Thirdly, his interpretation is throughout favourable to Yasser Arafat, a man who had a distinctly bad Gulf War. He awards Arafat the credit for advising Kuwait to temporise in the eve-of-invasion talks, for Saddam’s first admission of the possibility of a withdrawal from Kuwait, for Saddam’s decision to release all the hostages, for rendering ineffective the threats of a terrorist offensive against the West and for several of the last-minute attempts at reaching ‘an Arab solution’. Some of the evidence for this has to be Palestinian and Arafat is often infuriatingly ambiguous, as he was in the interview Simpson describes. Still, for him Arafat was ‘the rational, restraining voice in an absurd situation’. Fourthly, Simpson repeatedly says, quoting the Prime Minister of Spain, that Mrs Thatcher showed a ‘passion for war’. He thinks her intervention on the phone decided the Crown Prince of Kuwait to turn Saddam down flat.
Fifthly, as a result of his time in Iraq he warmly denies that crowds of Iraqi demonstrators displayed any genuine enthusiasm for Saddam Hussein and gets very cross with fellow journalists who kept conveying the opposite impression. Apart from ministers and officials, he says, ‘during nearly five months not a single Iraqi had defended Saddam Hussein to me in private... Some openly welcomed the coming war as their only hope of getting rid of a regime they hated. No Iraqi had ever once reproached me for the coming war.’
Sixthly, and most controversially of all he acquits George Bush of the criticism implied in Tam Dalyell’s remark that ‘if Kuwait had been famous for its carrots, the US would not have lifted its proverbial finger.’ Simpson thinks Bush so wanted to reassert American military power in an internationally acceptable framework that he would have moved at once to defend a carrot-growing victim of aggression. One can never really tell because the aggression against Kuwait combined almost every motive for taking a stand: but the degree to which the ‘new world order’ seems dependent on American logistics and political will is not reassuring.
Simpson reproaches American Intelligence with exaggerating the strength of the Iraqis mustered against them when Desert Storm began: 260,000 men, not 540,000, he says. Clearly Saddam had kept back far more troops than had been thought to deal with his really important enemies, those within in the Kurdish North and the Shiite areas round Basra. The implication here is that the Coalition could well have managed with far fewer troops. That may seem clear in retrospect, but General Schwarzkopf, another man who came well out of the war, was wise not to take any risks. According to his biographers, he had identified Iraq and her envy of Kuwait as the main source of danger in the vast area covered by his rather shadowy (and home-based) Central Command and had planned for that contingency. No one else in the American political and military establishment appears to have been gifted with the same foresight.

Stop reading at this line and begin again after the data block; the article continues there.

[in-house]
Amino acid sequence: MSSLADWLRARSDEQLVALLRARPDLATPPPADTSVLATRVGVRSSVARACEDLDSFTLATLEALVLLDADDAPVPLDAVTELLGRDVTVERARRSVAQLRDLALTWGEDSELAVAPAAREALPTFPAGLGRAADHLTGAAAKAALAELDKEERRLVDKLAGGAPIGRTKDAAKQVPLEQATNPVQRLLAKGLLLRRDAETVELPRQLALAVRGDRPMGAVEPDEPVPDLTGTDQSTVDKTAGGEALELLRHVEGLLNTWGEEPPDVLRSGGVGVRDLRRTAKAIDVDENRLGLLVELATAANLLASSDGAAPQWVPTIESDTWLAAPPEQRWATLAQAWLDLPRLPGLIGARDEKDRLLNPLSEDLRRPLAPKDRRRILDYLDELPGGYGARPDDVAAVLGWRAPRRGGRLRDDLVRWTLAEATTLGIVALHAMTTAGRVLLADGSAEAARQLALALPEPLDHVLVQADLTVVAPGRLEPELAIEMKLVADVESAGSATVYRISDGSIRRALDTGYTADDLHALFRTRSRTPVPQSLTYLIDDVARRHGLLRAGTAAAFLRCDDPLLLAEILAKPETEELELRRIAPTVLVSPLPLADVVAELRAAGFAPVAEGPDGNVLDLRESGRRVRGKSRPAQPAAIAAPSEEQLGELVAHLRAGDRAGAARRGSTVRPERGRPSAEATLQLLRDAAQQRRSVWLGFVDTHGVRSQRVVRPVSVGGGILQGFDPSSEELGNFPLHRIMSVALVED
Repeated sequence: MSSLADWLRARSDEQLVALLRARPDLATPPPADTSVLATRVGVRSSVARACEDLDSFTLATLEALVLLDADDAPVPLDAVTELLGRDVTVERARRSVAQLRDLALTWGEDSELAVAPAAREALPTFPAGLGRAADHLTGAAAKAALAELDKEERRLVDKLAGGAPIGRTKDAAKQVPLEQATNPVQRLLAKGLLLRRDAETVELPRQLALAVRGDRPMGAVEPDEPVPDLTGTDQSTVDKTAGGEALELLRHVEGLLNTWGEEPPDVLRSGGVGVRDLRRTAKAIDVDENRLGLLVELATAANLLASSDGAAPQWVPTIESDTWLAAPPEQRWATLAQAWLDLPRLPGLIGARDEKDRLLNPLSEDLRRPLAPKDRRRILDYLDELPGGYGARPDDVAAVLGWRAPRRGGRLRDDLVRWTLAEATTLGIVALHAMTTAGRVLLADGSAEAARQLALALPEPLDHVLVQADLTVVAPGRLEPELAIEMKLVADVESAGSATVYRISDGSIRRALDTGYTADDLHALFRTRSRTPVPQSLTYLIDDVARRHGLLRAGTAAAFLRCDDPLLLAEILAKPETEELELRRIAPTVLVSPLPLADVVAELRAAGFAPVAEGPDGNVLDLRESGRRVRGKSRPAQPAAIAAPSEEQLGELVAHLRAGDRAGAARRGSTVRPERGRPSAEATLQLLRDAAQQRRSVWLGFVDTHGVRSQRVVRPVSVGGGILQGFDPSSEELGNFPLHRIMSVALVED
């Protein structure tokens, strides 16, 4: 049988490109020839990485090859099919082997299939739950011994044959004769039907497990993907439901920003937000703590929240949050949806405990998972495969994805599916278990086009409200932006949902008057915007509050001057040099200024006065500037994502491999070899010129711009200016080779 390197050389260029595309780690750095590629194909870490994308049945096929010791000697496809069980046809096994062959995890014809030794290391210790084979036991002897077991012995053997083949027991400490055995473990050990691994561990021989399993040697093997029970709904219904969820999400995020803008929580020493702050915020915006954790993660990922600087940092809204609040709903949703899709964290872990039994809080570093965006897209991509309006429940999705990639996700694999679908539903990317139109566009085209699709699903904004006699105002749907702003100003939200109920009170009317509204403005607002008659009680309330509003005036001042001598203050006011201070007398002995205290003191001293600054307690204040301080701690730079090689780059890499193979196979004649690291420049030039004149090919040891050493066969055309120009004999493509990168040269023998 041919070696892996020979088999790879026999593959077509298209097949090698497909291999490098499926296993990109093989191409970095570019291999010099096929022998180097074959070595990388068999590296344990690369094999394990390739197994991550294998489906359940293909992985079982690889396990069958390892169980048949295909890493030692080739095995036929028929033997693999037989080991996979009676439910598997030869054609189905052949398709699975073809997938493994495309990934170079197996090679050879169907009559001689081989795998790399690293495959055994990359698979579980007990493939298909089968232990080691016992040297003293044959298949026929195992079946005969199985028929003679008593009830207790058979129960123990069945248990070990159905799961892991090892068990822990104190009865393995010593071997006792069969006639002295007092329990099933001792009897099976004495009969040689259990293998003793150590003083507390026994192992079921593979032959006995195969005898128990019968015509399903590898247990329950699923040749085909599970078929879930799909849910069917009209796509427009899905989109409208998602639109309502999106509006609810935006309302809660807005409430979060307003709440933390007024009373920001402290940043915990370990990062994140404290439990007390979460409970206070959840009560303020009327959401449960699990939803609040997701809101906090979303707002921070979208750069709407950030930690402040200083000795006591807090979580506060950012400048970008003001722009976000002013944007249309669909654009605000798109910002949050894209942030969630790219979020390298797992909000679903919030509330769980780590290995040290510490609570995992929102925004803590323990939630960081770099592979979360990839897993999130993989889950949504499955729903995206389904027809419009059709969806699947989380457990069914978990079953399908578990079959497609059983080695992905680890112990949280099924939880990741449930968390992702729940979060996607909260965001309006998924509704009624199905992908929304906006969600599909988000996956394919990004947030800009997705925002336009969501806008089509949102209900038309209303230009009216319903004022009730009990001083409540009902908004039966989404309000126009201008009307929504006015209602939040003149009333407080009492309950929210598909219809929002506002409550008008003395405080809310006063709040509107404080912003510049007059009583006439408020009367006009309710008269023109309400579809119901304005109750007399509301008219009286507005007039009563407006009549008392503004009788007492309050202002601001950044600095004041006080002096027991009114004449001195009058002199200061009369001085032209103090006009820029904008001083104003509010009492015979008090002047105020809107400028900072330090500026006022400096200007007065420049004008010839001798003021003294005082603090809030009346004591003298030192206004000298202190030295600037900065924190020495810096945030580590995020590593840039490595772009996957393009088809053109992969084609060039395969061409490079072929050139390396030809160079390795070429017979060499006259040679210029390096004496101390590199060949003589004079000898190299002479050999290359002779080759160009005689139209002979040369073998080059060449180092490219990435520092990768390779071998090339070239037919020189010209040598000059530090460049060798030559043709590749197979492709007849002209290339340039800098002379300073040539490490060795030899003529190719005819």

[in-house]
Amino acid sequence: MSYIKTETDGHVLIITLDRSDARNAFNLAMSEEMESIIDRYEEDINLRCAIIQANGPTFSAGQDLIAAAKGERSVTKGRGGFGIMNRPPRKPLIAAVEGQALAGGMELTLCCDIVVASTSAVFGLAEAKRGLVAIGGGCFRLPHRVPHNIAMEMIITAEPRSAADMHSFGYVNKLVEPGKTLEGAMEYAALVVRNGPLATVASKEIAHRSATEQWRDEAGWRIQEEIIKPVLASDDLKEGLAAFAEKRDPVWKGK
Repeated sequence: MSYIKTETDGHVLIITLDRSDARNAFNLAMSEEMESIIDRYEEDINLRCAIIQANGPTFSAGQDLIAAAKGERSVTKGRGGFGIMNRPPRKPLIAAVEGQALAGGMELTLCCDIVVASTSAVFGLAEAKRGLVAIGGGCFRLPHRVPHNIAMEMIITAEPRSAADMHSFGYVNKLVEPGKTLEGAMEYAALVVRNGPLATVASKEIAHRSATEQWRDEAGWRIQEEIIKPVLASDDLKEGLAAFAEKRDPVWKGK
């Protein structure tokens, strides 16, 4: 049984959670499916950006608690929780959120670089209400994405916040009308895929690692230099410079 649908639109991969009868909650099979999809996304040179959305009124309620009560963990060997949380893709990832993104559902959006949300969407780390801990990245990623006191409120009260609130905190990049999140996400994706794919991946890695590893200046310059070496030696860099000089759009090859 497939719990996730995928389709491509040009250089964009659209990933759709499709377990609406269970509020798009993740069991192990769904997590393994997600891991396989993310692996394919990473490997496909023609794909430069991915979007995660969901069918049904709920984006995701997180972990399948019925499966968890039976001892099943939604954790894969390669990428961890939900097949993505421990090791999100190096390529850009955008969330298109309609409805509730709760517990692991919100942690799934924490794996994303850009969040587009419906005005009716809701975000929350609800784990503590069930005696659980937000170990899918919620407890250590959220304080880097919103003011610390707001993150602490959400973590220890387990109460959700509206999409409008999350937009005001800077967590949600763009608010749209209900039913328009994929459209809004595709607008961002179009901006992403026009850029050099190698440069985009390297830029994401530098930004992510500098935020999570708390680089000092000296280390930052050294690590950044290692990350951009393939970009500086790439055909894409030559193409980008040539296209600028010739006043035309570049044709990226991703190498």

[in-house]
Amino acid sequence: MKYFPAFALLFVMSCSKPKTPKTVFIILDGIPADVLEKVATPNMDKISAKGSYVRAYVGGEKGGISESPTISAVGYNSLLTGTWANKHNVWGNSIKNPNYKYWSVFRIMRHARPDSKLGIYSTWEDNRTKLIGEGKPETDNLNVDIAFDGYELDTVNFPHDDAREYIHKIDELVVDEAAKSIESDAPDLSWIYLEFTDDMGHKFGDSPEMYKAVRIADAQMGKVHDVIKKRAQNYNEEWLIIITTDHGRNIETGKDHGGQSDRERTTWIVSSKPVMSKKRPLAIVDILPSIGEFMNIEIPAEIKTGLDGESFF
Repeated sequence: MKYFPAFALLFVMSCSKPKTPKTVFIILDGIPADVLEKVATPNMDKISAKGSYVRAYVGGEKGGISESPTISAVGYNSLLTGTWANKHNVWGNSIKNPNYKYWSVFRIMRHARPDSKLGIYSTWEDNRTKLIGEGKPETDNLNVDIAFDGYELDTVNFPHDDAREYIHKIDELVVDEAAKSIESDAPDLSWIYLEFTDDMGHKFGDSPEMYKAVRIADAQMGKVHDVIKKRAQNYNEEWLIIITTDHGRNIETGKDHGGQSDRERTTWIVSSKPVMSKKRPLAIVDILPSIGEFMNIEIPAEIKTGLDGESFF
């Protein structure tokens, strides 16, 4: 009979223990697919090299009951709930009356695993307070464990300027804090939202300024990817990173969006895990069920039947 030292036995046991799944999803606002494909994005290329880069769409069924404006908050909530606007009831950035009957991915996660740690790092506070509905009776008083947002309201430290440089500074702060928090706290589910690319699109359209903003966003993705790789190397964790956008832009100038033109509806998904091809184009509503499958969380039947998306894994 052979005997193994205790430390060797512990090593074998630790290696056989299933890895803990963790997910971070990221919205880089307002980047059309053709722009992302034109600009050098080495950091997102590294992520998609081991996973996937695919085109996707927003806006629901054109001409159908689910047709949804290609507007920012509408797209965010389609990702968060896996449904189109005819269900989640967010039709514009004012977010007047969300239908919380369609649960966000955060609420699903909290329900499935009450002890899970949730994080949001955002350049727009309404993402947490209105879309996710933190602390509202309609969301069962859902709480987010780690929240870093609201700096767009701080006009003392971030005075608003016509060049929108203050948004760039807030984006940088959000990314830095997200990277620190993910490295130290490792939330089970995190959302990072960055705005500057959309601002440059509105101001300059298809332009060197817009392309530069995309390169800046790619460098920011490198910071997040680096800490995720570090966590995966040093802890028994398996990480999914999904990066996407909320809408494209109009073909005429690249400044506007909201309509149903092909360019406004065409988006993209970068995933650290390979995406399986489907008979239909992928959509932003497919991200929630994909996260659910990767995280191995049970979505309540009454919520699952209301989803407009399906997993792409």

Much had been written in specialist American journals about the remarkable sophistication of ‘smart’ American weapons, and about the command, control and communications systems that were supposed to gain mastery of the battleground had there ever been a war in Central Europe, but the actual performance of American men and equipment in the minor actions in which they had been recently involved, including Grenada where Schwarzkopf had also been present though not in command, had left much to be desired. Scepticism as to whether ‘it would all come off on the night’ was widespread. It was not surprising that John Simpson did not really expect strikes that were genuinely surgical. His decision to stay was thus a gamble against what must have seemed heavy odds and suggests that Saddam may not have been the only one in Baghdad to have a touch of the Masada complex.
Any story of the reporting of the Gulf War inevitably contains elements of two journalistic side-battles: that of the pool reporters, living with the military, dressed in military clothes, conforming to military rules, against the free-wheeling unilaterals, and that of CNN versus everybody else. Sackur was with the pool, Simpson’s sympathies were with the unilaterals (the sight of Kate Adie in uniform clearly gave him a spasm). Some rather strong language was used at the time on both sides of the argument, which is rehearsed by these two writers with great moderation. Sackur is surely right in arguing that the military could not have had the vast press corps wandering about the battlefield. At the same time one is extremely grateful to Sandy Gall, Robert Fisk, Bob McKeon (the CBS correspondent who ‘liberated’ Kuwait city in the sense that Max Hastings ‘liberated’ the ‘Upland Goose’ in Port Stanley) and others who operated on their own, using their wits.